Forecast verification

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For the regression concept, see Cross-validation (statistics) and Forecast accuracy.

Forecast verification is a subfield of the climate, atmospheric and ocean sciences dealing with validating, verifying and determining the predictive power of prognostic model forecasts. Because of the complexity of these models, forecast verification goes a good deal beyond simple measures of statistical association or mean error calculations.

Defining the problem[edit]

To determine the value of a forecast, we need to measure it against some baseline, or minimally accurate forecast. There are many types of forecast that, while producing impressive-looking skill scores, are nonetheless naive. A "persistence" forecast can still rival even those of the most sophisticated models. An example is: "What is the weather going to be like today? Same as it was yesterday." This could be considered analogous to a "control" experiment. Another example would be a climatological forecast: "What is the weather going to be like today? The same as it was, on average, for all the previous days this time of year for the past 75 years".

The second example suggests a good method of normalizing a forecast before applying any skill measure. Most weather situations will cycle, since the Earth is forced by a highly regular energy source. A numerical weather model must accurately model both the seasonal cycle and (if finely resolved enough) the diurnal cycle. This output, however, adds no information content, since the same cycles are easily predicted from climatological data. Climatological cycles may be removed from both the model output and the "truth" data. Thus, the skill score, applied afterward, is more meaningful.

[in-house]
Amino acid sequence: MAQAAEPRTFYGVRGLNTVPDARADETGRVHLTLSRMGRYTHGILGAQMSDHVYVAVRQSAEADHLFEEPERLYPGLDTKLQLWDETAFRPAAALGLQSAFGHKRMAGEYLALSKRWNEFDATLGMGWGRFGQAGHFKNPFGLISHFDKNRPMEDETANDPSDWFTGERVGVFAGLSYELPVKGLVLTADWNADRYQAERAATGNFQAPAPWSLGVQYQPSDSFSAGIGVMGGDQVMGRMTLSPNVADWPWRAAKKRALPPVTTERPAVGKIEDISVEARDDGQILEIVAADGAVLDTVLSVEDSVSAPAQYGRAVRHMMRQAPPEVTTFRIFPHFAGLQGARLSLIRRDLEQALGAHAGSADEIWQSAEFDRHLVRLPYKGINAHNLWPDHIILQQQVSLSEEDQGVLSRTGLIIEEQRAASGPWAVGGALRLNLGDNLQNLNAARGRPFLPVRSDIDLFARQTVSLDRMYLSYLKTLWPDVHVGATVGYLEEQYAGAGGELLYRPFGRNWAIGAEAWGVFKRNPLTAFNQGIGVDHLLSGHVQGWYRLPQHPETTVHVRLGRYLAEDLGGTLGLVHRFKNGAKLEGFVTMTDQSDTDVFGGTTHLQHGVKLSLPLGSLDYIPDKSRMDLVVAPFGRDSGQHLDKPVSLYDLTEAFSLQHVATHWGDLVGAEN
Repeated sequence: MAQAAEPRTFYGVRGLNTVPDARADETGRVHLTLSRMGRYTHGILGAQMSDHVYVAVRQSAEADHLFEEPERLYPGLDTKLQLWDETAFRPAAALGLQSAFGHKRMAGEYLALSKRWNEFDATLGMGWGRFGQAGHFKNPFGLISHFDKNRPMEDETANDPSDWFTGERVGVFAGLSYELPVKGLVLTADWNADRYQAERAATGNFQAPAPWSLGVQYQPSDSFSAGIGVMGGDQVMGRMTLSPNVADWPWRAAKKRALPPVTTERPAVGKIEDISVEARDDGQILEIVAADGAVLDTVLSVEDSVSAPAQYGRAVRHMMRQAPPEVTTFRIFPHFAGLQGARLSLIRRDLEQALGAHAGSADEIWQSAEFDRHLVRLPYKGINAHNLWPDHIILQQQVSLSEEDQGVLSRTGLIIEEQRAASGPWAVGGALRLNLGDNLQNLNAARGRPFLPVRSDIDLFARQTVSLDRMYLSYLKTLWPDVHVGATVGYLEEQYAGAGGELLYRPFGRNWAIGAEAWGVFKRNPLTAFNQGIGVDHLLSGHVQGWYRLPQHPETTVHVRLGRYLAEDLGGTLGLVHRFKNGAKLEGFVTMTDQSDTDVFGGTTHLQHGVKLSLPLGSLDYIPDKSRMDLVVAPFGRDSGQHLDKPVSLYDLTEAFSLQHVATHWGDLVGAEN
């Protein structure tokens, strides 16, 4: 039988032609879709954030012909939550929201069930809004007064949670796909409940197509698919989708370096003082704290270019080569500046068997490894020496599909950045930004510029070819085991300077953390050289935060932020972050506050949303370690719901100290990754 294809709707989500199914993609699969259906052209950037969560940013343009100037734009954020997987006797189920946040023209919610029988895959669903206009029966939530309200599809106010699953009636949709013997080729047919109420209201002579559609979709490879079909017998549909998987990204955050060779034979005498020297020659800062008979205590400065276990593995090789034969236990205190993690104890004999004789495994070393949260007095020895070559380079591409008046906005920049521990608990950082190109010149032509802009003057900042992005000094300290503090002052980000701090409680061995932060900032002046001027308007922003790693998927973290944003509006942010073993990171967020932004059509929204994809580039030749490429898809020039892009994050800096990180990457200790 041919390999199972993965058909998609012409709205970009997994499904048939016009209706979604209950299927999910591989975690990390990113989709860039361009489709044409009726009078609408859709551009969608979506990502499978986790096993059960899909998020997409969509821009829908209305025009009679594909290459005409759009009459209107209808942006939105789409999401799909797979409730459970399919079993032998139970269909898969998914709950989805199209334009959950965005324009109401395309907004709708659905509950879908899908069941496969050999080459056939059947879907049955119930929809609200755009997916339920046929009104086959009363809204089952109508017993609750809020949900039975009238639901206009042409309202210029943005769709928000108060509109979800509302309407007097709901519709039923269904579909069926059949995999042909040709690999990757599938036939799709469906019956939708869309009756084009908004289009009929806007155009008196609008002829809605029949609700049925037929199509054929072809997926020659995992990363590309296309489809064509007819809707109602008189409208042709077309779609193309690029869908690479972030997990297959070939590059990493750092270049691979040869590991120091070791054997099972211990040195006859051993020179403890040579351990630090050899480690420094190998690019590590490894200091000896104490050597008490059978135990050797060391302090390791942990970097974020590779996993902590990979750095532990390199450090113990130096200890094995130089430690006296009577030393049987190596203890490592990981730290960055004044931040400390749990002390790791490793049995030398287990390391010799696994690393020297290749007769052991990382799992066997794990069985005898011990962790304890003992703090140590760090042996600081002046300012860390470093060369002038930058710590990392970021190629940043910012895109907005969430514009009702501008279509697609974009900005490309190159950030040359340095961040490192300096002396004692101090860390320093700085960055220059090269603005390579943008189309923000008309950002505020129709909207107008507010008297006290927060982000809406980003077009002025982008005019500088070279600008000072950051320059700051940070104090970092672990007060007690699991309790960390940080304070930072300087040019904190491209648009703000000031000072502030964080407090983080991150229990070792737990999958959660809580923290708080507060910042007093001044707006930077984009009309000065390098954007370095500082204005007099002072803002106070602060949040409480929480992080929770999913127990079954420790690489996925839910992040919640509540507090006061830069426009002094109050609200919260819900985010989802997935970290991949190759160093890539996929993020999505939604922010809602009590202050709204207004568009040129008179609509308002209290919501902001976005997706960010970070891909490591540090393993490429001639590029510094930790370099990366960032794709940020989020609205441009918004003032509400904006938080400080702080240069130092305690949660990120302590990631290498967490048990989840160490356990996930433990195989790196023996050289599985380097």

One way of thinking about it is, "how much does the forecast reduce our uncertainty?" Tang et al. (2005) [1] used the conditional entropy to characterize the uncertainty of ensemble predictions of the El Nino/Southern Oscillation (ENSO):

where p is the ensemble distribution and q is the climatological distribution.

Further information[edit]

The World Meteorological Organization maintains a webpage on forecast verification.[2]

For more in-depth information on how to verify forecasts see the book by Jolliffe and Stephenson[3] or the book chapter by Daniel Wilks.[4]

References[edit]

  1. ^ Youmin Tang and Richard Kleeman and Andrew M. Moore (2005). "Reliability of ENSO Dynamical Predictions". Journal of the Atmospheric Sciences. 62. pp. 1770–1791. 
  2. ^ WMO Joint Working Group on Forecast Verification Research. "Forecast Verification: Issues, Methods and FAQ". Retrieved July 30, 2013. 
  3. ^ Ian T. Jolliffe and David B. Stephenson (2011). Forecast Verification: A Practitioner's Guide in Atmospheric Science. Wiley. 
  4. ^ Wilks, Daniel (2011). "Chapter 8: Forecast Verification". Statistical Methods in the Atmospheric Sciences (3rd ed.). Elsevier. ISBN 9780123850225.